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Networked liabilities: transnational authority in a world of transnational business


Crasnic, Loriana; Kalyanpur, Nikhil; Newman, Abraham (2017). Networked liabilities: transnational authority in a world of transnational business. European Journal of International Relations, 23(4):906-929.

Abstract

The proliferation of production networks and cross-border contracting is frequently cited as empowering globally active corporations to skirt, and shape, national regulations. While scholars often focus on the political gains from these new forms of business organization, we shift the conversation to the potential political costs of global firm reorganization. The spread of corporate subsidiaries and global supply-chain networks leave firms vulnerable to a host of jurisdictional claims, and by targeting a domestically rooted affiliate, states can bring the global practices of the multinational corporation in line with their interests. In other words, states can take advantage of the transnationalization of the firm to transnationalize their authority beyond traditional jurisdictional boundaries. We label this process “networked liabilities.” Specifically, the combination of a firm’s sunk costs and the country’s jurisdictional substitutability determines the ability of governments to exert demands on multinational corporations. A key contribution of the article is to better specify the relationship between mobility and authority and to illustrate that networked liabilities can further empower a variety of states beyond traditional economic powers like the US or the European Union. We further highlight when firms may curtail the authority of great powers. The growing reach of the regulatory state domestically, coupled with the transnationalization of the firm, creates an increasing number of tools for certain governments to engage in economic statecraft beyond their borders. Our findings, then, contribute to debates on business–government relations in a globalized world, the changing nature of political risk, and the deterritorialization of state authority.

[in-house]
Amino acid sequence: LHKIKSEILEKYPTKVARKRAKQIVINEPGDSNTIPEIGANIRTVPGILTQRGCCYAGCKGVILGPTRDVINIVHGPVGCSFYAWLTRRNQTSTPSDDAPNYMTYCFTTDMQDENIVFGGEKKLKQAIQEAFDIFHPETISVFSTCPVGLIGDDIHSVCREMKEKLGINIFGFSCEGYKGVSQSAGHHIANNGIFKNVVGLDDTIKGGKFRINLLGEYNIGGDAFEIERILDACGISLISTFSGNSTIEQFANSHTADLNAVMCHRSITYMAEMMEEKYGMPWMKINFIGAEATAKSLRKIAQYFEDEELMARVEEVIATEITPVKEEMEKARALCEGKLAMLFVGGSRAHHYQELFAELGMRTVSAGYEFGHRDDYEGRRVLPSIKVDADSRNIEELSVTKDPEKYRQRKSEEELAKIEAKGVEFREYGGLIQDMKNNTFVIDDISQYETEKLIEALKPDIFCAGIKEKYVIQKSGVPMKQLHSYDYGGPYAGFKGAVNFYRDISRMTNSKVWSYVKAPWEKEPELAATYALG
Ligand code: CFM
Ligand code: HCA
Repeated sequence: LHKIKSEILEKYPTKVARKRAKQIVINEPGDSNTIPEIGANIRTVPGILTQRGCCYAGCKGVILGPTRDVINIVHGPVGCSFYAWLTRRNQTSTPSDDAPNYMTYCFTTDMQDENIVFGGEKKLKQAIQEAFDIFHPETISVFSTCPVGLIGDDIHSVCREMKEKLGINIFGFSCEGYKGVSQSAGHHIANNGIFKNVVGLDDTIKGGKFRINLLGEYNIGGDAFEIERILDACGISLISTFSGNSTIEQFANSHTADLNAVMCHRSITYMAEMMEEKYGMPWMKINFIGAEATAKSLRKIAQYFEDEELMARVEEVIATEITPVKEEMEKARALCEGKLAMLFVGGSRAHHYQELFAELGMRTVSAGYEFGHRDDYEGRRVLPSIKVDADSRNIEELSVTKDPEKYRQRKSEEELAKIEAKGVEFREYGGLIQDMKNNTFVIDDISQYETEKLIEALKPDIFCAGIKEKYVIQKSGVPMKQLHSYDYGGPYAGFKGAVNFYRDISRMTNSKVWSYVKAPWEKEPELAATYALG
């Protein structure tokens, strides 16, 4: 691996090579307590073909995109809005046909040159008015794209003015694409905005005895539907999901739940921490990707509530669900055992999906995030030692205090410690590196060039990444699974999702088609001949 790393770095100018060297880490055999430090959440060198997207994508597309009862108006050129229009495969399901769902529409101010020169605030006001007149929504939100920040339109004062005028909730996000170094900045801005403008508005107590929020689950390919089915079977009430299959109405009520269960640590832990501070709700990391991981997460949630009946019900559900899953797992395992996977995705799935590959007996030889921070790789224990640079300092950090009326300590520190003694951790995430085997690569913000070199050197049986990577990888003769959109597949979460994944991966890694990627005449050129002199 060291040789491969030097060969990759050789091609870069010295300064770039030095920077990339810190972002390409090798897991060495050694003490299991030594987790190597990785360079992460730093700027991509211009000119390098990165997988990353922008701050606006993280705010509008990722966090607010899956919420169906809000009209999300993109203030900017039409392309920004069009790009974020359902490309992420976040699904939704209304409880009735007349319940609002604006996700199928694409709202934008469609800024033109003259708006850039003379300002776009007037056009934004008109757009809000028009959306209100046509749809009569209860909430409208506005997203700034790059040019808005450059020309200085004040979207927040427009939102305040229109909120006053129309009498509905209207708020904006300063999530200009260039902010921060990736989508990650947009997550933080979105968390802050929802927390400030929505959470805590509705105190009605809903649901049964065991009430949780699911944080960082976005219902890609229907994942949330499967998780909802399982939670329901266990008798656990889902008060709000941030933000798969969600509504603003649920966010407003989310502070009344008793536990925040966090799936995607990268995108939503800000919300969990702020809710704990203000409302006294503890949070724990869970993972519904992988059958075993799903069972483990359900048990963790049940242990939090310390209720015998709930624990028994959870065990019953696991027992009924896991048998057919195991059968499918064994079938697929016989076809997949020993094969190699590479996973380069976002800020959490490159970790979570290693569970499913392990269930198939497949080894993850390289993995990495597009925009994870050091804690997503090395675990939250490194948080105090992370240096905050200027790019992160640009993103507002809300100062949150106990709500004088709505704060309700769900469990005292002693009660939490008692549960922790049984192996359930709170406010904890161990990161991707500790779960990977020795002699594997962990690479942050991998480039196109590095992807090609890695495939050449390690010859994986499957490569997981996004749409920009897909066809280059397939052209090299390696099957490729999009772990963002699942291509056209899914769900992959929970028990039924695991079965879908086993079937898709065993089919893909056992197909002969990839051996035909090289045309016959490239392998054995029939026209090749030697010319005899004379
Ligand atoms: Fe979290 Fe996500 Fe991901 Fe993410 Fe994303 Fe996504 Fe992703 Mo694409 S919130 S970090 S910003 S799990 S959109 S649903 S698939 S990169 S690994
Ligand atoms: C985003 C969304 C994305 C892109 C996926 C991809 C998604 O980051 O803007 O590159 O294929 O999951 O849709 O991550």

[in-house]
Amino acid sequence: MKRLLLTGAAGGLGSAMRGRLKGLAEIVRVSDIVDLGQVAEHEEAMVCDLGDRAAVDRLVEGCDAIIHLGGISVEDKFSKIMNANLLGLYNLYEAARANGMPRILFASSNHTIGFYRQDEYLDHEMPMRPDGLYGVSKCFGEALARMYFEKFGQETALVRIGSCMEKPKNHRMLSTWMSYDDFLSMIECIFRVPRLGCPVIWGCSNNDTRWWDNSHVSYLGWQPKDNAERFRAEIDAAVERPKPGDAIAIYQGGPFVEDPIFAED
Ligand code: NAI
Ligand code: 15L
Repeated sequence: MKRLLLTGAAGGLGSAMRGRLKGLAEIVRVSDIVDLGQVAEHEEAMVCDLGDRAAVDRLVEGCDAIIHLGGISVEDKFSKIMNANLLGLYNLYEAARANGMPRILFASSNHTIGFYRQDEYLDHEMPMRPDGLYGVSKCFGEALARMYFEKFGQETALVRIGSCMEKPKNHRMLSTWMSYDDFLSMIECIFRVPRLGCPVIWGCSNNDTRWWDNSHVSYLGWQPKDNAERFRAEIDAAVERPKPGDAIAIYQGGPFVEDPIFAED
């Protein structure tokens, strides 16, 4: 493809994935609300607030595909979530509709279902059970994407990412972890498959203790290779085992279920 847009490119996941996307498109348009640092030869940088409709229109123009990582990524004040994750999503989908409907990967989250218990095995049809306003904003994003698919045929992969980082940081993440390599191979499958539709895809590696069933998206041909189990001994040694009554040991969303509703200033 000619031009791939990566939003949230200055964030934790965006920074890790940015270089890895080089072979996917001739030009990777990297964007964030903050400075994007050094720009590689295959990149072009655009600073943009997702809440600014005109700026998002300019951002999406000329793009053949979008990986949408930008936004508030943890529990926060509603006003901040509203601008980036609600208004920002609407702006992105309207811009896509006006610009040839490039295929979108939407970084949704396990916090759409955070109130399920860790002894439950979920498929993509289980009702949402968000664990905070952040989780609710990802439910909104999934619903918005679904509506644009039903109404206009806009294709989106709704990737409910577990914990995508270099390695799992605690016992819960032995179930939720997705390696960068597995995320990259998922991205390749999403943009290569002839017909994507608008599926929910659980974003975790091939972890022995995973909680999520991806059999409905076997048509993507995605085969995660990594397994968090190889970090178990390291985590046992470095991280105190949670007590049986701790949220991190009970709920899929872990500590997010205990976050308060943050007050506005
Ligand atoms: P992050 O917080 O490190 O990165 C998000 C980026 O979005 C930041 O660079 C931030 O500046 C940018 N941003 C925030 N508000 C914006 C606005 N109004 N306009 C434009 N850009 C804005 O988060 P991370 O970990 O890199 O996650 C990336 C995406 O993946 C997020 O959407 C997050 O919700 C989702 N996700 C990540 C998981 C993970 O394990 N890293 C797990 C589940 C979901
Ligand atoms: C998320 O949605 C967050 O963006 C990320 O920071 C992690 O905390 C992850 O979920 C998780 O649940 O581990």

Abstract

The proliferation of production networks and cross-border contracting is frequently cited as empowering globally active corporations to skirt, and shape, national regulations. While scholars often focus on the political gains from these new forms of business organization, we shift the conversation to the potential political costs of global firm reorganization. The spread of corporate subsidiaries and global supply-chain networks leave firms vulnerable to a host of jurisdictional claims, and by targeting a domestically rooted affiliate, states can bring the global practices of the multinational corporation in line with their interests. In other words, states can take advantage of the transnationalization of the firm to transnationalize their authority beyond traditional jurisdictional boundaries. We label this process “networked liabilities.” Specifically, the combination of a firm’s sunk costs and the country’s jurisdictional substitutability determines the ability of governments to exert demands on multinational corporations. A key contribution of the article is to better specify the relationship between mobility and authority and to illustrate that networked liabilities can further empower a variety of states beyond traditional economic powers like the US or the European Union. We further highlight when firms may curtail the authority of great powers. The growing reach of the regulatory state domestically, coupled with the transnationalization of the firm, creates an increasing number of tools for certain governments to engage in economic statecraft beyond their borders. Our findings, then, contribute to debates on business–government relations in a globalized world, the changing nature of political risk, and the deterritorialization of state authority.

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Additional indexing

Item Type:Journal Article, refereed, original work
Communities & Collections:06 Faculty of Arts > Institute of Political Science
Dewey Decimal Classification:320 Political science
Uncontrolled Keywords:business–government, extraterritoriality, political risk, regulatory state, supply chains, transnational authority
Language:English
Date:December 2017
Deposited On:03 Dec 2018 15:27
Last Modified:24 Sep 2019 23:55
Publisher:Sage Publications Ltd.
ISSN:1354-0661
OA Status:Closed
Free access at:Publisher DOI. An embargo period may apply.
Publisher DOI:https://doi.org/10.1177/1354066116679245

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